It’s been proven that elephants in circuses develop arthritis, suffer psychological damage, live in unnatural conditions and have a much shorter life span. Their lives are spent being trained and corrected with brutal and painful training equipment, they’re forced to perform despite their health, they’re in confined storage places chained at the foot, they endure extensive travel in small poorly ventilated boxcars, they’re subject to diseases such as tuberculosis and they’re denied the social companionship that elephants naturally depend on.

Alec Baldwin: Boycott Circuses That Use Animals

Baldwin has been an animal rights activist and PETA supporter for many years. In November 2000 he appeared on a celebrity edition of Who Wants to Be a Millionaire and won $250,000 which he donated to PAWS. He’s a card-carrying member of PETA and narrated the PETA video Meet Your Meat

He joins a long list of celebrities that advocate for elephants including Cher, Bob Barker, Cloris Leachman, Ricky Gervais, Calvin Klein, Sarah Ferguson, Tommy Hilfiger, Sophie Dahl, Lily Tomlin, Gisele Bundchen, James Franco, Jada Pinkett Smith, Kathy Griffin and Billy Bob Thornton, among others I’ve failed to name.

HOW YOU CAN HELP:

Animal Defenders International introduced the Traveling Exotic Animal Protection Act, H.R. 3359 to amend the Animal Welfare Act (AWA) to restrict the use of exotic and wild animals in traveling circuses and traveling exhibitions. Please, contact your member of congress today and urge him/her to support and co-sponsor HR 3359, the Traveling Exotic Animal Protection Act. It’s very simple and only takes a moment. Everything you need, talking points and sample letters, are right here on this action page.

http://www.breakthechainus.com

http://www.federalcircusbill.com

 

Donald Trump Jr proud to pose with dead elephant, other African animals

14 Mar

Just because you can, doesn’t mean you should.

Shame on the Trump boys. Donald Trump Jr. and Eric Trump proudly posed for photos with dead wild animals, rifles and knives when they were in Zimbabwe, Africa in March 2011. Particularly disturbing is a photo of Donald Trump Jr. with a dead elephant, holding the elephants severed tail in one hand and a knife in the other. He makes no apologies for it either.

“I have no shame about the pics. I HUNT & EAT game … I’m a hunter, for that I make no apologies”

Donald Trump Jr. – Twitter

DTJ

Donald Trump, Jr. holding a severed elephant's tail

The brothers went to Africa and killed the animals legally through a hunting safari company. Trump Jr. has been sarcastically defending himself on twitter at @DonaldJTrumpjr but I don’t believe he realizes what the slaughter of an elephant does to the elephant family it’s a part of. It’s been proven that elephants live in social circles, communicate with each other, exhibit emotions similar to human beings and they mourn their dead. Purposely walking into their “house” and killing one of their own requires a total lack of compassion and empathy. Although the slaughters are legal, what does it say about one’s character that chooses to do it?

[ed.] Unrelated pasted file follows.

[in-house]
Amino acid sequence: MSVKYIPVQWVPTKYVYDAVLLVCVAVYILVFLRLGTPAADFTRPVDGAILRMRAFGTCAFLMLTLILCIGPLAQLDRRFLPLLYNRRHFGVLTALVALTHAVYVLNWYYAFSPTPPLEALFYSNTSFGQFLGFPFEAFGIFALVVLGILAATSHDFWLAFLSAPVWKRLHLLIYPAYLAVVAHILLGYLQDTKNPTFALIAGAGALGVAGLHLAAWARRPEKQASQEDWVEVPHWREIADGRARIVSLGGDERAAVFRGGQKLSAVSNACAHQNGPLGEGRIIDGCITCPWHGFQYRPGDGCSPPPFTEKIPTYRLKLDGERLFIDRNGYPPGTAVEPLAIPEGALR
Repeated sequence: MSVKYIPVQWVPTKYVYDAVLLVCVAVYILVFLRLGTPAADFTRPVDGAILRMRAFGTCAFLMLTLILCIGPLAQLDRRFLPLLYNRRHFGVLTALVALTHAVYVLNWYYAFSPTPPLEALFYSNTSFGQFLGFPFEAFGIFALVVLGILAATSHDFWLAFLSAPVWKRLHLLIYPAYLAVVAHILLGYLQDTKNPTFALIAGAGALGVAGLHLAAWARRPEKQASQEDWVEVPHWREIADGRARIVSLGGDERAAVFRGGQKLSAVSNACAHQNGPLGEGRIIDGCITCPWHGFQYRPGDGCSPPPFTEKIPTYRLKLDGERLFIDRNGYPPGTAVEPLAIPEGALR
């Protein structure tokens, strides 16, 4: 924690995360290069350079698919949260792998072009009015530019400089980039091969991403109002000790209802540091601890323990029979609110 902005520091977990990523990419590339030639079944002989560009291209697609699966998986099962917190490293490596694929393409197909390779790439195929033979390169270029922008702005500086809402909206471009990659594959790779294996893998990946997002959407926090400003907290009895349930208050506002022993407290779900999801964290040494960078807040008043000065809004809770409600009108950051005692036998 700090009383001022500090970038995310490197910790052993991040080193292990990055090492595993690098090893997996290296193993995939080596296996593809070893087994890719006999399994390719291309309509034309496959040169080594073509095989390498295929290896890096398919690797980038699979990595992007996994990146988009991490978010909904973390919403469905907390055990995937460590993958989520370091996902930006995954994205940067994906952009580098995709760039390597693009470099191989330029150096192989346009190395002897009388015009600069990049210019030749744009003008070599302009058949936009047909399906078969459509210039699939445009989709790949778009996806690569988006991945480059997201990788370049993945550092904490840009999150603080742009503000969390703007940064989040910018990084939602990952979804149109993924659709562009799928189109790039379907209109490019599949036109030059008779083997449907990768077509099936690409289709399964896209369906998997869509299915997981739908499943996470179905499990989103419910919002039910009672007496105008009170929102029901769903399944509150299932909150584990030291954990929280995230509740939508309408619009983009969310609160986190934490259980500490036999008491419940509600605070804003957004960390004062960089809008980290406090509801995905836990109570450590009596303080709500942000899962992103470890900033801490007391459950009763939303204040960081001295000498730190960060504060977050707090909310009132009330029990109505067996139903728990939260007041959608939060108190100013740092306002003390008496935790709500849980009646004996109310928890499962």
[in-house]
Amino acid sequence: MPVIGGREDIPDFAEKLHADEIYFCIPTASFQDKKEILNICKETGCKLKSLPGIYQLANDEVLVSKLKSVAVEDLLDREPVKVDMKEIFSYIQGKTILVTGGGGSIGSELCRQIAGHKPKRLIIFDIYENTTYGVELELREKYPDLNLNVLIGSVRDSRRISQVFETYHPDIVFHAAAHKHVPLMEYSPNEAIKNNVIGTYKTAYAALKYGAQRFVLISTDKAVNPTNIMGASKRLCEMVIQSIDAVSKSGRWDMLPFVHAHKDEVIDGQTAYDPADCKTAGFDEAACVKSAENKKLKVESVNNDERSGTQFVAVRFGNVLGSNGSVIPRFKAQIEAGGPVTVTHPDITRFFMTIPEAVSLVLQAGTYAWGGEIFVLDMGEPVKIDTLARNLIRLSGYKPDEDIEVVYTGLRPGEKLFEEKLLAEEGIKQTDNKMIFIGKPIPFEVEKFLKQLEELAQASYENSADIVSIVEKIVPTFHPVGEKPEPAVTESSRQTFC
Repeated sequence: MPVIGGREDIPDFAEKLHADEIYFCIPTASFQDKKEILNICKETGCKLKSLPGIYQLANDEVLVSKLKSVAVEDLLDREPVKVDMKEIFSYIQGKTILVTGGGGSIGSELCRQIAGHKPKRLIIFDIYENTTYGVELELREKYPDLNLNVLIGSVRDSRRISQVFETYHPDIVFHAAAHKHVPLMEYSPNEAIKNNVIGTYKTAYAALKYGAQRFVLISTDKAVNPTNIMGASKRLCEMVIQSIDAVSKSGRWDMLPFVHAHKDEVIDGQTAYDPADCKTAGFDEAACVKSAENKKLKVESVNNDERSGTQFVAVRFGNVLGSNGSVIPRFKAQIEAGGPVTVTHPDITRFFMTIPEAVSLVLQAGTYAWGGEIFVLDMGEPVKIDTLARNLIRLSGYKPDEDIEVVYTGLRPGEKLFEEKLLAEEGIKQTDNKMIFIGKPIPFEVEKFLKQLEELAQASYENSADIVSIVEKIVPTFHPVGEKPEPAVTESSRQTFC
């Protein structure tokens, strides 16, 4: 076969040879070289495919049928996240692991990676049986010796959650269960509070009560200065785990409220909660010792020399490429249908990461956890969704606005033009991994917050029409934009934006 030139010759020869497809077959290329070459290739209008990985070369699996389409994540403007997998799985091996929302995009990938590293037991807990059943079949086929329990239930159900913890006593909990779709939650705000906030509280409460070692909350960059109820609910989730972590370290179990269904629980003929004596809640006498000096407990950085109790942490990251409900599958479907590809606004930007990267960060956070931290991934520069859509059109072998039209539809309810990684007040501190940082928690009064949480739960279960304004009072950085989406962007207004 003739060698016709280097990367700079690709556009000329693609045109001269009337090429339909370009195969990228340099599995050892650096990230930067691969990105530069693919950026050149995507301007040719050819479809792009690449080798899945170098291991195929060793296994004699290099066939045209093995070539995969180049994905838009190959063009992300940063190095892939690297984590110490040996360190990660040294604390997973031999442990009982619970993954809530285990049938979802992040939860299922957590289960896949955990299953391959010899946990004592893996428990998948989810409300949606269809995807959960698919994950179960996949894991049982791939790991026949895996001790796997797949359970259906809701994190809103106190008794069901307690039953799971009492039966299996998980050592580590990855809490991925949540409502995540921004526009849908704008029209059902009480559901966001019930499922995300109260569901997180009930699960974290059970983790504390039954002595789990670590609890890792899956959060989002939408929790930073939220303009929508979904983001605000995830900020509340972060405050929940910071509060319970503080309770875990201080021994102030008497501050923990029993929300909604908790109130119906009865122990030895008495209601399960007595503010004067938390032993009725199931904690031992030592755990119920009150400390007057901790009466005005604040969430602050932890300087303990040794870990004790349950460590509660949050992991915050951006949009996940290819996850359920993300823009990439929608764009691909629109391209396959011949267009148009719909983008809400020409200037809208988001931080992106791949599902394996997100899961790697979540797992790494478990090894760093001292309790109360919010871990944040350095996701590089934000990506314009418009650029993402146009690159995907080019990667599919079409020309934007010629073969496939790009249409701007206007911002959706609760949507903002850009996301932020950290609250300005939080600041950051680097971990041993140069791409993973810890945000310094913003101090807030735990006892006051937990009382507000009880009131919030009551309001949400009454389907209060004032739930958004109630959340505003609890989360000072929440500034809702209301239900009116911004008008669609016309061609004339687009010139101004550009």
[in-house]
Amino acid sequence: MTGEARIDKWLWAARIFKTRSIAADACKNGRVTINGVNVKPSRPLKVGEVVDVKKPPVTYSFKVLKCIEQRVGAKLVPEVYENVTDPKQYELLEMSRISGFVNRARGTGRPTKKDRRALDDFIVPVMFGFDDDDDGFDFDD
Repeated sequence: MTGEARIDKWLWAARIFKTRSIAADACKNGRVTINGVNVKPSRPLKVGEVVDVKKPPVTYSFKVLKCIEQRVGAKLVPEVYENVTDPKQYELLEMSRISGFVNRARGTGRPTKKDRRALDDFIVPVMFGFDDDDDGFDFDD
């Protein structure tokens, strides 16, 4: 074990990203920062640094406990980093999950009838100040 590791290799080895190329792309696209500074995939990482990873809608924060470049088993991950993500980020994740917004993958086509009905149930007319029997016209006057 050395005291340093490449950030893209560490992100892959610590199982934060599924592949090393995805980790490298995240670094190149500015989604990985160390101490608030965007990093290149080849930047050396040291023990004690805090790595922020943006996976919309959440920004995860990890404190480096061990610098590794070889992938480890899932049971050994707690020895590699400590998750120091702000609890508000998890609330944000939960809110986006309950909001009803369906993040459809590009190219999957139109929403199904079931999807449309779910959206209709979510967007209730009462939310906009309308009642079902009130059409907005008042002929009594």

The disturbing photos can be viewed in a YouTube video here:

The release of the photos has brought much attention from animal rights groups across the country, including PETA, with a post about it here.  Jack Carone of the group In Defense of Animals stated “Would any intelligent person feel moved to murder a magnificent elephant, then further insult and desecrate by hacking off his/her tail as an additional gesture of dominance? Privilege has clearly not bought them the sensitivity or wisdom needed to view the world as anything but their personal playground, including the imagined entitlement to end the lives of sensitive and social animals for mere amusement. This is truly a pitiful testimony to their lack of character and compassion, at the ultimate expense of their innocent fellow Earthlings.”

Their father, Donald Trump, commented on the situation almost immediately stating to TMZ, “My sons love hunting. They’re hunters and they’ve become good at it. I am not a believer in hunting and I’m surprised they like it.”

Donald Trump Jr. is currently starring in his father’s show “The Celebrity Apprentice”, a reality TV shows that raises money for charities by pitting washed up celebrities against each other. Some people are using social media to encourage others to boycott the show and to contact it’s advertisers and request them to pull their ads.

I certainly won’t be watching.